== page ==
Intermediate particles have two rotating photons, but one of the two sets has no effective displacement and thus contributes no primary mass. The two intermediate particles are the neutron and the mass one hydrogen isotope (and their cosmic analogs). There are only two kinds of rotations that can combine to form this kind of particle, the proton type and the neutrino type We identify the combination of the material proton rotation and the material neutrino rotation as the mass one hydrogen atom; the combination of the material proton rotation and the cosmic neutrino rotation as the neutron; the combination of the cosmic proton rotation and the cosmic neutrino rotation as the mass one atom of cosmic hydrogen; and the combination of the cosmic proton rotation and the material neutrino rotation as the cosmic neutron. The proton is a single system with displacements 21(1), effective displacements 11(1), speeds ½-½-2, and rotational frequencies 2R/3pR/p4R/p. Then we would have the following table for the neutron and mass one hydrogen.
The new notation makes clear the two photons involved and the five rotations (to be discussed next).
3. Atomic cycles
Atoms have two rotating photons, but here both systems have effective displacements and both systems ordinarily have the same velocities. Let the first photon be called A and the second be called B. A and B are mutually perpendicular. We have the following five rotations:
(i) the rotation of A about B produces disk a;
(ii) the rotation of B about A produces disk b;
(iii) then disk a can be rotated about A;
(iv) then disk b can be rotated about B;
(v) finally the whole structure can be rotated in the electric dimension.
This last rotation is in the scalar direction opposite to that of the previous rotations. Cosmic atoms have speeds above unity for the first four types of rotations, whereas material atoms have speeds below unity for the first four types. The electric rotation may be above or below unity for both cosmic and material atoms.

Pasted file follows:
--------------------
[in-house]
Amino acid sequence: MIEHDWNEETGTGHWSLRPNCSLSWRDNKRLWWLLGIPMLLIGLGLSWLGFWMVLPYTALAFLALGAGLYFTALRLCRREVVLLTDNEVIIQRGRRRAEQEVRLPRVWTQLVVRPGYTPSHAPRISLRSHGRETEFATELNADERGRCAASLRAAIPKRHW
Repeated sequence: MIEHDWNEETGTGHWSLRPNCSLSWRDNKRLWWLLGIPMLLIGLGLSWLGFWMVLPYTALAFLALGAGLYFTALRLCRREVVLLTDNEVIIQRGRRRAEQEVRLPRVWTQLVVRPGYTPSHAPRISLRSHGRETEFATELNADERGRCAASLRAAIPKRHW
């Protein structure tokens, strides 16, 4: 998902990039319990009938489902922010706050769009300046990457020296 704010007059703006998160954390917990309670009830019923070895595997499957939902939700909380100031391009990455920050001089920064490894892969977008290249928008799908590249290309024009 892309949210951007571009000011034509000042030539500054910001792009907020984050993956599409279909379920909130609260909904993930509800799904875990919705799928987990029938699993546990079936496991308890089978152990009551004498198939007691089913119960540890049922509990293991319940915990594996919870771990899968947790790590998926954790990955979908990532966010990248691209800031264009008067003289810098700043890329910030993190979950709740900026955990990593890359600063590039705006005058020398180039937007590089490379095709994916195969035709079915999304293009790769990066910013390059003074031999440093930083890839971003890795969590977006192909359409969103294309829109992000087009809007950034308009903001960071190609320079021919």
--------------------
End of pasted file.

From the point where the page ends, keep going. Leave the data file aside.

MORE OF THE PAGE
The first particle with two effective rotating systems is deuterium, the second is helium, etc. A table similar to that for the intermediate particles can be made.
All other atoms can be given appropriate values in the same manner. In the solid state, however, the values that govern the physical properties are not the actual rotations, but the relative rotations, and the different values there are not due to inherent differences in the rotational speeds, but to differences in the orientations of the interacting atoms, and this will be discussed further later.
4. Electric charges and magnetic charges
According to the Reciprocal System an electric charge is a rotational vibration about the electric axis, and the magnetic charge is a rotational vibration about one of the magnetic axes. Both charges have the same natural frequency, calculated as follows. In one cycle the motion covers a distance of ¹ * snat one way and p * snat back, for a total of 2p * snat. So we have
At the unit level, vch = c = snat/tnat, so
Solving for fch nat and recalling that tnat = 1/(2R),